This Startup Has a Natural Solution to the $2.6 Trillion Food Waste Problem — Apeel

By Beth Kowitt
April 28, 2017

By 2050 earth will be home to 9.7 bil­lion peo­ple, all of whom must be fed using less land and fewer resources. And it will have to be done as cli­mate change wreaks havoc on farmers.

We need to build a sys­tem that allows us to feed the pop­u­la­tion in a much more effi­cient man­ner,” says James Rogers, CEO of Apeel Sciences.

But to Rogers, effi­ciency isn’t about grow­ing more food. It’s about bet­ter uti­liz­ing the food that we already grow—a tremen­dous amount of which ends up spoil­ing before it ever reaches con­sumers. The U.N.’s Food and Agri­cul­ture Orga­ni­za­tions esti­mates that the global cost of food waste is a whop­ping $2.6 tril­lion per year.

Rogers’ startup is attempt­ing to solve the waste prob­lem by pro­long­ing the shelf life of produce—about a third of which ends up in land­fills in the U.S. (In devel­op­ing nations, that rate is even higher because of a lack of access to refrig­er­a­tion tech­nol­ogy.) To do it, he’s tack­ling the lead­ing cause of spoilage in fruits and vegetables—water get­ting out and oxy­gen get­ting in.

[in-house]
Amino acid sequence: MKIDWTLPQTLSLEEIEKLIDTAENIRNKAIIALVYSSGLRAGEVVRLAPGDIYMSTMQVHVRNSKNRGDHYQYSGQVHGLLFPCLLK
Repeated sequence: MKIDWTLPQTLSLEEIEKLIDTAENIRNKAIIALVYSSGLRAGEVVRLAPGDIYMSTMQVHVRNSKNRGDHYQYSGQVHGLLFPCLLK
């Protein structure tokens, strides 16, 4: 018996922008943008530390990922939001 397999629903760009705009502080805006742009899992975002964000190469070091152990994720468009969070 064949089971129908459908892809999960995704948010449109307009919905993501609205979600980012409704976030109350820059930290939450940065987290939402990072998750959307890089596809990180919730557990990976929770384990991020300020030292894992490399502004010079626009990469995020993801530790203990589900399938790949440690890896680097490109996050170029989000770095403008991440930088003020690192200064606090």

Five-​​year-​​old Apeel makes an edi­ble sub­stance that can be applied to the out­side of pro­duce, cre­at­ing an invis­i­ble bar­rier that Rogers says can dou­ble to quadru­ple shelf life. That’s key for grow­ers in devel­op­ing economies who want to access far­away mar­kets where their pro­duce com­mands a premium.

To read the full arti­cle, visit For­tune.